If you’re using the console, then start with a new console app:

dotnet new console

We’ll need a few NuGet packages, too:

Install-Package Microsoft.Extensions.Configuration
Install-Package Microsoft.Extensions.Configuration.Json
Install-Package Microsoft.Extensions.Configuration.UserSecrets

Wherever you’re reading the config, add the following snippet:

IConfiguration configuration = new ConfigurationBuilder()
               .AddJsonFile("appsettings.json", true, true)       
               .AddUserSecrets<Program>()
               .Build();

Since you’re bog standard console app doesn’t have an appsettings.json, you’ll need to add that; make sure you set the build action to “Copy if newer”:

And that’s it. To access the config, you can simply call:

Configuration.GetSection

If you wish to use GetValue then you’ll need the following package:

Install-Package microsoft.Extensions.Configuration.Binder

For example:

string connectionString = configuration.GetValue<string>("ServiceBusConnectionString");

References

https://www.twilio.com/blog/2018/05/user-secrets-in-a-net-core-console-app.html

Handling Events Inside an Azure Function

While writing an Azure function, I established a simple repository pattern using the standard IoC for Functions.

However, when I ran the project up, I started getting the following error:

System.ObjectDisposedException: ‘Cannot access a disposed object. A common cause of this error is disposing a context that was resolved from dependency injection and then later trying to use the same context instance elsewhere in your application. This may occur if you are calling Dispose() on the context, or wrapping the context in a using statement. If you are using dependency injection, you should let the dependency injection container take care of disposing context instances.

Odd!

This was very unexpected. The path of code that led to this was a very basic Add, so I was confident that the object had not been intentionally disposed.

If a write caused this, then what about a read?

I tried reading from the context at the same point, and saw the same effect. Finally, I injected the DB Context into the function itself and called it from the first line of the function call, and it worked fine.

In fact, the issue was that I was trying to read from an Azure Service Bus here:

var client = new QueueClient(connectionStringBuilder, ReceiveMode.PeekLock); 
client.RegisterMessageHandler(handler, new MessageHandlerOptions(onException));

Before we continue, I realise that someone reading this will probably announce loudly: “You’re doing it wrong! You should use the Function Binding to read from a Service Bus Queue!” To that person, I reply loudly, and proudly: “Yes, you’re right – I’m doing it wrong!”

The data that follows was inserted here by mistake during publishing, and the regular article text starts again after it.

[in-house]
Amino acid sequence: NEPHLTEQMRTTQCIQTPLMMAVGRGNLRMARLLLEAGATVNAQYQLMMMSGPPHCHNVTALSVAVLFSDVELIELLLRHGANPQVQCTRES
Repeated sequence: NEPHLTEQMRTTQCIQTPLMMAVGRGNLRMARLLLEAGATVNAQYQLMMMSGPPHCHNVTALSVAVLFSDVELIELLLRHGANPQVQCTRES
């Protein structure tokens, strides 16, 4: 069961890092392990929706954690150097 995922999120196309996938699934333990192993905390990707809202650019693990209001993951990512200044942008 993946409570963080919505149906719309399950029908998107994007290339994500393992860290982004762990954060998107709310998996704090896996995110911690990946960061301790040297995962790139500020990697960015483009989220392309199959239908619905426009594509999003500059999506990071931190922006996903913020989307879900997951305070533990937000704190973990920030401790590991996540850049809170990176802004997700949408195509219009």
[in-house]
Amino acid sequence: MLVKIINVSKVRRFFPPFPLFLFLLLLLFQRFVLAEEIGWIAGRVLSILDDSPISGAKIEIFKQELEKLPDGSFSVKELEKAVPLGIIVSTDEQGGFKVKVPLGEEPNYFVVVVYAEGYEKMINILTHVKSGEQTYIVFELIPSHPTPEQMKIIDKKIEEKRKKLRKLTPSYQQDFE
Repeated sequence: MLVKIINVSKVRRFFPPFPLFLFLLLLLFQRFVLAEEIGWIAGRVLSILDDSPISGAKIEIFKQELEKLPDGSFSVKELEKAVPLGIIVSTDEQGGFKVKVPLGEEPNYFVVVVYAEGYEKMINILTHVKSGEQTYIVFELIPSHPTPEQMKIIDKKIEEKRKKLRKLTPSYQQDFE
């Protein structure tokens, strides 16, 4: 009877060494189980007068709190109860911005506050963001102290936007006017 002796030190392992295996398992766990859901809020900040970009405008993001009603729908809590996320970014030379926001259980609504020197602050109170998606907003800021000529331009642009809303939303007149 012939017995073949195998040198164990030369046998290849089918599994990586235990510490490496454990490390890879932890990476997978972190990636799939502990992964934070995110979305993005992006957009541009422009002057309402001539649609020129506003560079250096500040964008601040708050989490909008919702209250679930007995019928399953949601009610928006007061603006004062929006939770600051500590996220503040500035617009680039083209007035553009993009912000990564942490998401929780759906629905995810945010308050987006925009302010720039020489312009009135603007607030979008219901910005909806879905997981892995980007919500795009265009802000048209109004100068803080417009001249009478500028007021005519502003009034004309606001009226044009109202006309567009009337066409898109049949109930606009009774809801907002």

Back to the story. So, after I left, I saw … oops – wrong story.

The issue here is that the event is losing the context of the function, because the function can complete before the event fires.

However, it seems that I have solved this problem before. To fix this, you can simply use a TaskCompletionSource to set something up similar to the following:

private static TaskCompletionSource<bool> _tcs;

[FunctionName("MyFunction")]
public async Task Run([TimerTrigger("0 */1 * * * *")]TimerInfo myTimer)
{
    _tcs = new TaskCompletionSource<bool>();

    var client = new QueueClient(connectionStringBuilder, ReceiveMode.PeekLock); 

    client.RegisterMessageHandler(handler, new MessageHandlerOptions(onException));

    await _tcs.Task;
}

private Task handler(Message message, CancellationToken cancellationToken)
{            
    _myService.AddData(someData);

    _tcs.SetResult(true);

    . . . 
}

Summary

As stated, if your problem is that you’re trying to use the service bus client, then you are probably doing it wrong. It’s something of a shame that the new Service Bus SDK doesn’t support a GetNextMessage() style syntax, but it doesn’t, and so you get forced into the Function Bindings (not that I have any specific issue with them).

However, there are many reasons why you may need or choose to use an event inside a function, and if you do, this is one possible way to do so.

It’s worth pointing out that the above solution will only work for the first call of the event. If you have multiple calls then you’ll need to somehow determine when the last one has occurred.

References

https://www.pmichaels.net/2020/09/19/creating-and-using-an-azure-service-bus-in-net-core/